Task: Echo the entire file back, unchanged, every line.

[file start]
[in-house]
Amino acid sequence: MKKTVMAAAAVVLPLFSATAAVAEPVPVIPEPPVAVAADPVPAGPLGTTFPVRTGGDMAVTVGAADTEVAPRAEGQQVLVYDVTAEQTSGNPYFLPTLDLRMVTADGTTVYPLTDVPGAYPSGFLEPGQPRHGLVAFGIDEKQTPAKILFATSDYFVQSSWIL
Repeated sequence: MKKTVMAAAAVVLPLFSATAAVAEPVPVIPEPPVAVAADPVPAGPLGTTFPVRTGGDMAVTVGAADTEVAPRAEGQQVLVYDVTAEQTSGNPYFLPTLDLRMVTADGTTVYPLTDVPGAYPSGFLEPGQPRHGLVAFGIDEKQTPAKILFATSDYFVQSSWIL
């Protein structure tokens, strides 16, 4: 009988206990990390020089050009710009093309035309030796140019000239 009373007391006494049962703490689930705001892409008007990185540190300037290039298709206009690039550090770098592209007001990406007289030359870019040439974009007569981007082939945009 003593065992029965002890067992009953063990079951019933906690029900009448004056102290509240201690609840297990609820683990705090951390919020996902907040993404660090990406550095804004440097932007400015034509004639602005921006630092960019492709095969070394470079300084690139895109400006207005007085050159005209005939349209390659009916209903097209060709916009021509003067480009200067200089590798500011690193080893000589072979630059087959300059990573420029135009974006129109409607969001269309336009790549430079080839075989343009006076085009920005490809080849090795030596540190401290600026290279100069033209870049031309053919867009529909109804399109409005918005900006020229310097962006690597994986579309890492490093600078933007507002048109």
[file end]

[in-house]
Amino acid sequence: MKKTVMAAAAVVLPLFSATAAVAEPVPVIPEPPVAVAADPVPAGPLGTTFPVRTGGDMAVTVGAADTEVAPRAEGQQVLVYDVTAEQTSGNPYFLPTLDLRMVTADGTTVYPLTDVPGAYPSGFLEPGQPRHGLVAFGIDEKQTPAKILFATSDYFVQSSWIL
Repeated sequence: MKKTVMAAAAVVLPLFSATAAVAEPVPVIPEPPVAVAADPVPAGPLGTTFPVRTGGDMAVTVGAADTEVAPRAEGQQVLVYDVTAEQTSGNPYFLPTLDLRMVTADGTTVYPLTDVPGAYPSGFLEPGQPRHGLVAFGIDEKQTPAKILFATSDYFVQSSWIL
């Protein structure tokens, strides 16, 4: 009988206990990390020089050009710009093309035309030796140019000239 009373007391006494049962703490689930705001892409008007990185540190300037290039298709206009690039550090770098592209007001990406007289030359870019040439974009007569981007082939945009 003593065992029965002890067992009953063990079951019933906690029900009448004056102290509240201690609840297990609820683990705090951390919020996902907040993404660090990406550095804004440097932007400015034509004639602005921006630092960019492709095969070394470079300084690139895109400006207005007085050159005209005939349209390659009916209903097209060709916009021509003067480009200067200089590798500011690193080893000589072979630059087959300059990573420029135009974006129109409607969001269309336009790549430079080839075989343009006076085009920005490809080849090795030596540190401290600026290279100069033209870049031309053919867009529909109804399109409005918005900006020229310097962006690597994986579309890492490093600078933007507002048109």